Clearly, what God wants above all is our will which we received as a free gift from God in creation and possess as though our own. When a man trains himself to acts of virtue, it is with the help of grace from God from whom all good things come that he does this. The will is what man has as his unique possession.
Born in June 17th, 1603, Saint Joseph was born in the village of Cupertino then in the Kingdom of Naples. His father died before he was born, leaving his mother burdened with debt that forced her to sell their home and give birth in a stable. He was poorly treated as his mother reportedly considered him a burden and nuisance due to his slow learning and absent-mindedness. He was frequently mocked when he reported having ecstatic visions often and so a quick temper soon arose in him.
He apprenticed under his uncle a shoemaker, but was dismissed soon for being unable to pick up the trade quick enough. At 17, in 1620 he tried joining the Conventual Franciscan friars but was turned away due to his lack of education but was accepted by the Capuchin friars in Martino as a lay brother. He continued experiencing ecstasies during this time that prevented him from carrying out day to day tasks and after only 8 months was sent away by the friars. The friars wrote that in the middle of a task, he would suddenly stop and enter a trance like state.
After being dismissed, he returned home to find an angry mother, upset that she was once again burdened with him. He would continue begging to join the friars near Cupertino and was eventually allowed to care after the stable animals. Here he completely focused on his tasks and was much more successful in the jobs asked of him. He would spend hours in prayer and voluntary acts of penance. The friars were so impressed with his dedication to the task, simple life, and love of God that he was allowed to join in 1625 and was ordained a priest on March 28th 1628. He was assigned to the Madonna delle Grazie, Gravina in Puglia.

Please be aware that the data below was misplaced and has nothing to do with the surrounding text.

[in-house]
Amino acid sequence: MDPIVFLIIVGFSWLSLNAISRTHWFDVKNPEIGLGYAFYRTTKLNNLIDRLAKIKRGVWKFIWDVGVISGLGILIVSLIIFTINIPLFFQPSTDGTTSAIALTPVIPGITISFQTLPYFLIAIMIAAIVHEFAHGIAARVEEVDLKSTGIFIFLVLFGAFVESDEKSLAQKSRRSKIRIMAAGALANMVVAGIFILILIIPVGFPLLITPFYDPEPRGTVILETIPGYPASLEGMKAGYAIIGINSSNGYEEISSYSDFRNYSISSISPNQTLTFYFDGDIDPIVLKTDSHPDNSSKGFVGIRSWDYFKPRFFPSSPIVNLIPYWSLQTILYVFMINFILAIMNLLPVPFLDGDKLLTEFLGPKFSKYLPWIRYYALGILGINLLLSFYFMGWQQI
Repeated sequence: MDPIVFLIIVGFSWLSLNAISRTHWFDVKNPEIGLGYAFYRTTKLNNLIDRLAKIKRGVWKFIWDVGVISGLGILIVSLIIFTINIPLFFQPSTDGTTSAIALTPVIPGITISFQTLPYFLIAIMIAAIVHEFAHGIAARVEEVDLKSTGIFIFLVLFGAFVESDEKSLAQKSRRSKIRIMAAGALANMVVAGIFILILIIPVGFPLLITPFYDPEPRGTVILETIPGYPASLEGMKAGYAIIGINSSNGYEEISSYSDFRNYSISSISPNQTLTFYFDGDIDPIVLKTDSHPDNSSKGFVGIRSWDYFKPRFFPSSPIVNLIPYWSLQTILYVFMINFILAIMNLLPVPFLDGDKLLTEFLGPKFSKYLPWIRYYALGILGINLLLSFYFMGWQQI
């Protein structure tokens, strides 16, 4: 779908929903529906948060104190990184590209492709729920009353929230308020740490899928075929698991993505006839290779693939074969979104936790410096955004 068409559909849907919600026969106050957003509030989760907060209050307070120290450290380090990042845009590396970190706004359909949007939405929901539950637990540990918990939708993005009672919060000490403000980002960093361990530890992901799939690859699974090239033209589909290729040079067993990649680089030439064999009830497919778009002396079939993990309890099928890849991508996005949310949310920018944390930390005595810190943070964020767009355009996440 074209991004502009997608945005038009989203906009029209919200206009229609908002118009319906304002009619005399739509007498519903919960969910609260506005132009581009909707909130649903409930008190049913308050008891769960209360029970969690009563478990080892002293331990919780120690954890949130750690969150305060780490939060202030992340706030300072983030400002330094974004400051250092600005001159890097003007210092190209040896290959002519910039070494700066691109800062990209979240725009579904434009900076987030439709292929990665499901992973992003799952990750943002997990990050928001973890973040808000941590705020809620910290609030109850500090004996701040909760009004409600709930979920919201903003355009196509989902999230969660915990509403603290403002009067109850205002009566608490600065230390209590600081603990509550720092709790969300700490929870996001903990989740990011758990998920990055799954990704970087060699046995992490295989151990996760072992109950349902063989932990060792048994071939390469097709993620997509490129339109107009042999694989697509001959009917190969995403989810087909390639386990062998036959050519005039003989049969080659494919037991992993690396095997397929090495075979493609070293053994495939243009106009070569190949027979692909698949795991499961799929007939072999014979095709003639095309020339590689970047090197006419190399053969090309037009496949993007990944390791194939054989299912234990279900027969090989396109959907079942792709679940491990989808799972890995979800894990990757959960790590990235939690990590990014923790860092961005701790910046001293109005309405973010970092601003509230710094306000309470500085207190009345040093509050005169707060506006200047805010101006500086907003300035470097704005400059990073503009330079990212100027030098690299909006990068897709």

It was here his occasions of ecstasy began happening much more often. Over 70 sworn accounts testify that he would levitate on occasion while offering Mass or in prayer. During his trances, other members of the church would pierce him with needles, burn him with candles and drag his body all without having any effect. Saint Joseph would tell others that he could hear music from heaven when falling into these visions. He famously ate only solid food twice a week and added bitters to his food. It is reported that he levitated in Rome in the presence of Pope Urban VIII and once took a priest by the hand and levitated them both in the air.
As the crowds visited to see such a holy man, the church superiors confined him to a small cell to no longer be disruptive. He welcomed the opportunity to spend more time alone with God. Eventually though, he was reported to the Inquisition and accused of witchcraft. While the inquisition found him not guilty of witchcraft, he was moved between friaries (Assisi, to Pietrarubbia and finally Fossombrone). In July of 1657, he returned to the Conventual community in Osimo where he died in 1663.
Pope Benedict XIV beatified him in 1753 and he was officially Canonized in July of 1767 by Pope Clement XIII. His remains are held at the Basilica of Saint Joseph of Cupertino in a glass coffin held aloft by two angel statues.
Father Longenecker (https://www.ncregister.com/blog/did-st-joseph-of-cupertino-really-fly) writes that three lessons can be learned from him:
The physical world we see is more unpredictable that can we can imagine
Much as Saint Joseph didn't we should not take ourselves too seriously and remain humble
God uses even what we consider fools for the greatest of tasks. The world thought Saint Joseph a fool and a failure and yet was more holy that most around him.